CAB – We are a Family!

As we come to the end of our four-year term as members of the Conciliation and Arbitration Board for Tanzania, we look back on our achievements. In the last four years, we have endeavored to assist in mediating various cases ranging from commercial disputes to marital disputes to Jamati members who felt they needed their voices to be heard and those who felt misunderstood by their families.

In mediating all these cases, one particular phrase that assisted us in bridging the gap was, “after all, we are a family”. The phrase even got extended to, “after all, we are a global Jamat”. Phrases like these have helped us to achieve breakthroughs and also enabled parties to reach an amicable solution because they wanted to maintain and build relationships they had nurtured, grown and invested-in for years.

With regard to family ties, our beloved Prophet Mohamed (PBUH), said,

“The person who perfectly maintains the ties of kinship is not the one who does it because he gets recompensed by his relatives (for being kind and good to them), but the one who truly maintains the bonds of kinship is the one who persists in doing so even though the latter has severed the ties of kinship with him “. [Al-Bukhari].

 We have witnessed certain families fall apart when they have chosen the route of resolving matters such as inheritance, child custody, family business, siblings misunderstanding, care for the elderly (specifically on who should take care for their aging parents or grandparents), by way of litigation/courts of law and other law enforcement agencies such as the police.

To avoid damaging relationships, unnecessary costs, delayed justice, negative publicity (as there is no privacy and confidentiality) and long-term grudges and hatred, it is always best to avoid litigation or using the courts of law as a means of resolving disputes. The best way is to use Alternative Dispute Resolution (ADR) for building relationships as it is private and confidential, has reduced or no costs, achieves faster resolution and ends in a win–win situation in addition to maintaining peace and harmony in the family and the society.

ADR can be done in one of the following ways:

  1. Negotiation: this is a way to resolve disputes by parties engaging in discussions/meetings either on their own or by using their advisors and people they trust. In negotiations, parties can explore various solutions and at the end the final terms and conditions are reduced into a legally binding agreement.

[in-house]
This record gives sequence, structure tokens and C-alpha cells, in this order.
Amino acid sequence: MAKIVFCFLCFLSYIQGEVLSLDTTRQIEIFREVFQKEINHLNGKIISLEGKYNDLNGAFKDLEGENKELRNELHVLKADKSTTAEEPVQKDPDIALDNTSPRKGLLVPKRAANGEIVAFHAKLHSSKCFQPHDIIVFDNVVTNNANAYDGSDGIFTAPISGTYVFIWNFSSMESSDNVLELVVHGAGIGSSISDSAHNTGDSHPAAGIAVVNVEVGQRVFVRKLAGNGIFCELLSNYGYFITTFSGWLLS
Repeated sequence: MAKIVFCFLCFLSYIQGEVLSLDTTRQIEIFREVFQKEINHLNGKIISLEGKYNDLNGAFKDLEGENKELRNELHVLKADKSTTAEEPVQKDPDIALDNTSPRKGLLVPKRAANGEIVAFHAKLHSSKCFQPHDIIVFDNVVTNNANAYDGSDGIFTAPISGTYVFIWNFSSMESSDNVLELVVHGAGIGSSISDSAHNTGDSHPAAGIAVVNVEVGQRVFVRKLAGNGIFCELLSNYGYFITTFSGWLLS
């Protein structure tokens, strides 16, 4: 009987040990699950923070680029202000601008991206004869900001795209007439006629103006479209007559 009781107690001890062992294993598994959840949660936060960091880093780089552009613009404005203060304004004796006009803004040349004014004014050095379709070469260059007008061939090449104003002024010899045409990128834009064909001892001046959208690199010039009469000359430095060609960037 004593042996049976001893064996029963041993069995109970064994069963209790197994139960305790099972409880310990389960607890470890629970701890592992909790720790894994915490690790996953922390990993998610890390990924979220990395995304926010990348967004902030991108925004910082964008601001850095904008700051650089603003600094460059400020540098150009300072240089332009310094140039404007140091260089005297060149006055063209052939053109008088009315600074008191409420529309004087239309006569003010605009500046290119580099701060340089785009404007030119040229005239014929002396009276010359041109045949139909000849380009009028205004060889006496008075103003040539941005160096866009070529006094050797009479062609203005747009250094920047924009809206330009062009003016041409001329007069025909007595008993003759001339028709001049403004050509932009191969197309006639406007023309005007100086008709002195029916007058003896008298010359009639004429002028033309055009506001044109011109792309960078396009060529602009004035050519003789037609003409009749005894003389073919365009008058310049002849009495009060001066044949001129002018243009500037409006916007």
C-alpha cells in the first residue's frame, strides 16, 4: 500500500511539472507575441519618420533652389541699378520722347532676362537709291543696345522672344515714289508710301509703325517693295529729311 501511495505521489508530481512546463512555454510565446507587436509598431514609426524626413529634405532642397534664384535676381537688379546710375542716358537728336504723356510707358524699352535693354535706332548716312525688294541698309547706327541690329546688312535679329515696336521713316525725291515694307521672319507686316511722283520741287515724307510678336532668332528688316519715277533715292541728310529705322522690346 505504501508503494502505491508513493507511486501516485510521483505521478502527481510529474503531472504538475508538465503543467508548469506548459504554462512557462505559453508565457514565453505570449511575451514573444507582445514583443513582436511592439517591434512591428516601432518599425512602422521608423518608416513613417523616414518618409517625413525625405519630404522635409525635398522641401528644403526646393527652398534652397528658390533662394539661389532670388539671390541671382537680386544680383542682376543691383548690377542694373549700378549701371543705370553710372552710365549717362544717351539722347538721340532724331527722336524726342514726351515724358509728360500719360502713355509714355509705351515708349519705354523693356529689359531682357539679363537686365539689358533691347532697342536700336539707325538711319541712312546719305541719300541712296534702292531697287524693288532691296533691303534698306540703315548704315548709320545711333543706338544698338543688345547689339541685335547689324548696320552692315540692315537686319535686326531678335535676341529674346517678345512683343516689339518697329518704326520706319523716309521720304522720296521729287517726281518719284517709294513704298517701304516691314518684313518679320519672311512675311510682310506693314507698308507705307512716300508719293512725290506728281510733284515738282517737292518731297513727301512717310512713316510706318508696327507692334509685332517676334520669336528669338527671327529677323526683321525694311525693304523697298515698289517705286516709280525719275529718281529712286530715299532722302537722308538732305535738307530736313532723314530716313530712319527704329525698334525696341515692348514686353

2. Mediation: this is a form of resolving disputes where parties appoint an institution/person(s) to act as a guide/facilitator in assisting parties to formulate their own solutions. A mediator is not an arbitrator or a judge; and merely plays the role of a guide who is trained to assist parties to establish their own solutions. The key accomplishments with this process are that it is private and confidential, usually cost free, neutral and ensures a win-win for both the parties. Anything said or discussed in mediation is non-binding until the final terms and conditions are reduced into a legally binding agreement.
  3. Conciliation: this is an extended version of Mediation, where the Mediator, now turned Conciliator, is allowed to make suggestions and advise parties on possible solutions. The Conciliator plays a more active role and may give suggestions or influence the parties in settling on solutions that have been narrowed down, and once again, only the final terms and conditions are reduced into a legally binding agreement.

As the Conciliation and Arbitration Board for Tanzania, we mostly practice Mediation and use Conciliation as a last resort where parties are at a deadlock and jointly permit the Mediators to give suggestions. As a board, we are very pleased that we have had success over the past four years through the trust and confidence that the Jamat has placed in us. The fact that we have well trained members who have knowledge and skills in Mediation enables us to reach-out to more jamati members to assist them in resolving their disputes.

One of the main themes during the Diamond Jubilee has been the principle of One Jamat –

A United and Happy Jamat; and we can only be united and live in peace if we are united in our families (both within and extended); united in our Jamat; united in our marriages; united as friends and also united in our businesses and professions.

The late, Nelson Mandela said “Forgiveness liberates the soul, it removes fear. That’s why it’s such a powerful weapon.” Let us all use this weapon to liberate our souls, remove fear and allow love, care, compassion, empathy, generosity, humility and kindness to enter into our hearts and our lives.

It is our hope and prayer that going forward and in line with Mowlana Hazar Imam’s wishes, we will endeavor to prevent disputes in the families and Jamat. However, if there happens to be any dispute, then we would all work collectively to have them resolved amicably in the spirit of peace and harmony through Mediation carried out by CAB. CAB has been created with the mandate of helping the Jamat to resolve disputes amicably and peacefully. In addition to the reference below, information contained in this article has primarily been sourced from the CAB’s mediation training and case experience.

The importance of family ties

If you have any questions or wish to have more information on a particular subject relating to CAB’s work, please feel free to contact any CAB member. Our contact information has been placed on all Jamatkhana notice boards.

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